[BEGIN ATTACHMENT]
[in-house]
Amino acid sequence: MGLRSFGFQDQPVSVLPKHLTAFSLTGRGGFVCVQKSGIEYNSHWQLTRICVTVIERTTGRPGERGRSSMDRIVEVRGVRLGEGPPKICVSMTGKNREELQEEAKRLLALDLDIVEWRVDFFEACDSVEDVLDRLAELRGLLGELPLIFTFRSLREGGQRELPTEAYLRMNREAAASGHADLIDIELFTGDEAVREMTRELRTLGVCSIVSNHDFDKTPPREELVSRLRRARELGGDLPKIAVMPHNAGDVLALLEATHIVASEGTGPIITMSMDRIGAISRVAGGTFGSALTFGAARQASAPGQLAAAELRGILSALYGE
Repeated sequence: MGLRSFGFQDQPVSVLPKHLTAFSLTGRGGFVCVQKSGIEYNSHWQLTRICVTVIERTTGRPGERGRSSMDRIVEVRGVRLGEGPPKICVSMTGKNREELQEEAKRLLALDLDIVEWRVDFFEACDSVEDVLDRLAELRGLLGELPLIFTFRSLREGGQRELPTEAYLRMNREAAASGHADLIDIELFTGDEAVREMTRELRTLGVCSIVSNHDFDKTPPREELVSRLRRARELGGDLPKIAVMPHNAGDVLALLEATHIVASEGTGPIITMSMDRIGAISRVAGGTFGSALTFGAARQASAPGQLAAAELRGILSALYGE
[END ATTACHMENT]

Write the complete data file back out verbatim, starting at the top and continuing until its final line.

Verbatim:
[in-house]
Amino acid sequence: MGLRSFGFQDQPVSVLPKHLTAFSLTGRGGFVCVQKSGIEYNSHWQLTRICVTVIERTTGRPGERGRSSMDRIVEVRGVRLGEGPPKICVSMTGKNREELQEEAKRLLALDLDIVEWRVDFFEACDSVEDVLDRLAELRGLLGELPLIFTFRSLREGGQRELPTEAYLRMNREAAASGHADLIDIELFTGDEAVREMTRELRTLGVCSIVSNHDFDKTPPREELVSRLRRARELGGDLPKIAVMPHNAGDVLALLEATHIVASEGTGPIITMSMDRIGAISRVAGGTFGSALTFGAARQASAPGQLAAAELRGILSALYGE
Repeated sequence: MGLRSFGFQDQPVSVLPKHLTAFSLTGRGGFVCVQKSGIEYNSHWQLTRICVTVIERTTGRPGERGRSSMDRIVEVRGVRLGEGPPKICVSMTGKNREELQEEAKRLLALDLDIVEWRVDFFEACDSVEDVLDRLAELRGLLGELPLIFTFRSLREGGQRELPTEAYLRMNREAAASGHADLIDIELFTGDEAVREMTRELRTLGVCSIVSNHDFDKTPPREELVSRLRRARELGGDLPKIAVMPHNAGDVLALLEATHIVASEGTGPIITMSMDRIGAISRVAGGTFGSALTFGAARQASAPGQLAAAELRGILSALYGE